The necessary improvement in our trading performance depends in turn on a second improvement in our economic behaviour. We must bring down our rate of inflation so that of our principal trading rivals and keep it at that level.
Despite the deterioration in our inflation rate since last summer, we now have a chance of getting near that aim by the end of the next pay round. The recent increase in prices, despite the strict observance of the pay policy, reflects the operation of a vicious circle we have seen more than once in recent years. Even in a period when pay increases are limited, there can be a sharp fall in the exchange rate as a result of excessive pay increases in an earlier period. This fall robs us of the full price benefits which we hoped to gain from pay policy. And if the resulting disappointments makes it difficult to continue pay policy, it threatens us with a further fall in the exchange rate later on. I believe this time we can make a decisive break in the vicious circle and indeed turn it into a virtuous one.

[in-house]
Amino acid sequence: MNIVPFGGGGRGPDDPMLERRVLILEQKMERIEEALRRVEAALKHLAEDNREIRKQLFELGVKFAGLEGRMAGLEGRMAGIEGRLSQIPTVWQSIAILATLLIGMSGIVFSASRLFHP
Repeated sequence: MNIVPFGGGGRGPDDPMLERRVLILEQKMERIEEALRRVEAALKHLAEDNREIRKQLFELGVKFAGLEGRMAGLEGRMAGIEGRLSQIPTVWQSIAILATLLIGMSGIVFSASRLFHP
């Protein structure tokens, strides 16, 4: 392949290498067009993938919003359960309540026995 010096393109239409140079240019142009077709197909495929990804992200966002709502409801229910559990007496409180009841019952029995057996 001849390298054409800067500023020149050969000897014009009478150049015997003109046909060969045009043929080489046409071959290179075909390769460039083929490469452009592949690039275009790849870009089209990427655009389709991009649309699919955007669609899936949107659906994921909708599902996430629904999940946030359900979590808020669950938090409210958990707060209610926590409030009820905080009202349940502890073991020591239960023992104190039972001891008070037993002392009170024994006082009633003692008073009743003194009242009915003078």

As I shall explain later, the December measures and this Budget together should help to get another round of pay policy. The rise in the exchange rate from the low point it reached last October is worth about 3 per cent. off the retail price index by the end of this year. If, as I hope, my proposals today for income tax relief help to get another round of pay policy accepted, that will help with the future level both of the exchange rate and of prices.
In fact, a satisfactory pay policy can bring prices down in three ways. Provided we have effective price controls, it means lower prices for the goods we produce at home because wage costs are lower. It means lower prices for the goods we import from abroad because the £ sterling is worth more. And these two advantages help to bring down interest rates—which cuts the cost of everything we buy on credit, like housing, and helps employment by stimulating industrial activity and investment. By the same token a free-for-all leading to a wage explosion would send prices rocketing up for three reasons—through higher domestic costs, through a lower exchange rate, and through higher interest rates.